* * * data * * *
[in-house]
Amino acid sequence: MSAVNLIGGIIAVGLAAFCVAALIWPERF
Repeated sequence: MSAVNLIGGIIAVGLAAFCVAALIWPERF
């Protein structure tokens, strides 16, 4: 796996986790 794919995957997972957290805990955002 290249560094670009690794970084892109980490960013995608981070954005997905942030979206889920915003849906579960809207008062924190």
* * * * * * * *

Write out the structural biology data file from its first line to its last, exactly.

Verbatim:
[in-house]
Amino acid sequence: MSAVNLIGGIIAVGLAAFCVAALIWPERF
Repeated sequence: MSAVNLIGGIIAVGLAAFCVAALIWPERF
């Protein structure tokens, strides 16, 4: 796996986790 794919995957997972957290805990955002 290249560094670009690794970084892109980490960013995608981070954005997905942030979206889920915003849906579960809207008062924190």